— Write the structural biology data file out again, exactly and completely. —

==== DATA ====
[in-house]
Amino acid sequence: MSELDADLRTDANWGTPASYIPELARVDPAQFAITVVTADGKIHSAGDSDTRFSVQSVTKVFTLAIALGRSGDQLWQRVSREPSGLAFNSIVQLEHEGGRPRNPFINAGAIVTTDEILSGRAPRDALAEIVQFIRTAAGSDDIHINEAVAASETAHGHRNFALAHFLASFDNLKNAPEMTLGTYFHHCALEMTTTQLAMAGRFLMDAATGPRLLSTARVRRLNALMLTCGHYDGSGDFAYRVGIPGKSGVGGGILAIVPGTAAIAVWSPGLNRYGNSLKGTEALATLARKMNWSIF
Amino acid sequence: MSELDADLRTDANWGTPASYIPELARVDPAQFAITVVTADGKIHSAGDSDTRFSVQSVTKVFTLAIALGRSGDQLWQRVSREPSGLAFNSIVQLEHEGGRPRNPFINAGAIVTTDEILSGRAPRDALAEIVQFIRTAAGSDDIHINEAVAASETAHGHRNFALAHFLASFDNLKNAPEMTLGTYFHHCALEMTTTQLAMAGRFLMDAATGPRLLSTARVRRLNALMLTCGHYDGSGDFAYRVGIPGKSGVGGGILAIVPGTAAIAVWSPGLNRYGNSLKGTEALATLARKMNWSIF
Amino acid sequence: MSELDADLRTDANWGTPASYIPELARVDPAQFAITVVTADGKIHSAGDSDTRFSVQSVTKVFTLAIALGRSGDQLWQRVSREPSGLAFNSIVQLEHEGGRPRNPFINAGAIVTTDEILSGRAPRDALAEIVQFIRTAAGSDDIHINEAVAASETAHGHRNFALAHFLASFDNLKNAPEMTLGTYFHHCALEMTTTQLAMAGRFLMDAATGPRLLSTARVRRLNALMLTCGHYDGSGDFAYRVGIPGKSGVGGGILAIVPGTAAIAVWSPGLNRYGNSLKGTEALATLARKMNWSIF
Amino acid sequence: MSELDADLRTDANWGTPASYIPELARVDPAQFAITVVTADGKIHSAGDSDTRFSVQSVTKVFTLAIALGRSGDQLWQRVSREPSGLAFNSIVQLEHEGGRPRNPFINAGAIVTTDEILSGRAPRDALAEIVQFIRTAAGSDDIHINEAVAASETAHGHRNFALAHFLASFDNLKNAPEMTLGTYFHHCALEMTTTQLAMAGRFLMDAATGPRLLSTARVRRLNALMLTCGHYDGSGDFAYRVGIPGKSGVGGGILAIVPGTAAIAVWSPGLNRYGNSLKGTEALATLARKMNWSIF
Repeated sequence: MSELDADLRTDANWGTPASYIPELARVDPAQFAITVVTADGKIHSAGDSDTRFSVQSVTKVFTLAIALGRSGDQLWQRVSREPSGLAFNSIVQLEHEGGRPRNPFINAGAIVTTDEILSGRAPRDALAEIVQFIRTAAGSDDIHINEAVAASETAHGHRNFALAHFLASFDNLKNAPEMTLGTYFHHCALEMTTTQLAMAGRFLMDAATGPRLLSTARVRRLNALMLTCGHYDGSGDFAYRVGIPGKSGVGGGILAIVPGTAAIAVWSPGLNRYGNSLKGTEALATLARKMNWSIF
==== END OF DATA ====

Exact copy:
[in-house]
Amino acid sequence: MSELDADLRTDANWGTPASYIPELARVDPAQFAITVVTADGKIHSAGDSDTRFSVQSVTKVFTLAIALGRSGDQLWQRVSREPSGLAFNSIVQLEHEGGRPRNPFINAGAIVTTDEILSGRAPRDALAEIVQFIRTAAGSDDIHINEAVAASETAHGHRNFALAHFLASFDNLKNAPEMTLGTYFHHCALEMTTTQLAMAGRFLMDAATGPRLLSTARVRRLNALMLTCGHYDGSGDFAYRVGIPGKSGVGGGILAIVPGTAAIAVWSPGLNRYGNSLKGTEALATLARKMNWSIF
Amino acid sequence: MSELDADLRTDANWGTPASYIPELARVDPAQFAITVVTADGKIHSAGDSDTRFSVQSVTKVFTLAIALGRSGDQLWQRVSREPSGLAFNSIVQLEHEGGRPRNPFINAGAIVTTDEILSGRAPRDALAEIVQFIRTAAGSDDIHINEAVAASETAHGHRNFALAHFLASFDNLKNAPEMTLGTYFHHCALEMTTTQLAMAGRFLMDAATGPRLLSTARVRRLNALMLTCGHYDGSGDFAYRVGIPGKSGVGGGILAIVPGTAAIAVWSPGLNRYGNSLKGTEALATLARKMNWSIF
Amino acid sequence: MSELDADLRTDANWGTPASYIPELARVDPAQFAITVVTADGKIHSAGDSDTRFSVQSVTKVFTLAIALGRSGDQLWQRVSREPSGLAFNSIVQLEHEGGRPRNPFINAGAIVTTDEILSGRAPRDALAEIVQFIRTAAGSDDIHINEAVAASETAHGHRNFALAHFLASFDNLKNAPEMTLGTYFHHCALEMTTTQLAMAGRFLMDAATGPRLLSTARVRRLNALMLTCGHYDGSGDFAYRVGIPGKSGVGGGILAIVPGTAAIAVWSPGLNRYGNSLKGTEALATLARKMNWSIF
Amino acid sequence: MSELDADLRTDANWGTPASYIPELARVDPAQFAITVVTADGKIHSAGDSDTRFSVQSVTKVFTLAIALGRSGDQLWQRVSREPSGLAFNSIVQLEHEGGRPRNPFINAGAIVTTDEILSGRAPRDALAEIVQFIRTAAGSDDIHINEAVAASETAHGHRNFALAHFLASFDNLKNAPEMTLGTYFHHCALEMTTTQLAMAGRFLMDAATGPRLLSTARVRRLNALMLTCGHYDGSGDFAYRVGIPGKSGVGGGILAIVPGTAAIAVWSPGLNRYGNSLKGTEALATLARKMNWSIF
Repeated sequence: MSELDADLRTDANWGTPASYIPELARVDPAQFAITVVTADGKIHSAGDSDTRFSVQSVTKVFTLAIALGRSGDQLWQRVSREPSGLAFNSIVQLEHEGGRPRNPFINAGAIVTTDEILSGRAPRDALAEIVQFIRTAAGSDDIHINEAVAASETAHGHRNFALAHFLASFDNLKNAPEMTLGTYFHHCALEMTTTQLAMAGRFLMDAATGPRLLSTARVRRLNALMLTCGHYDGSGDFAYRVGIPGKSGVGGGILAIVPGTAAIAVWSPGLNRYGNSLKGTEALATLARKMNWSIF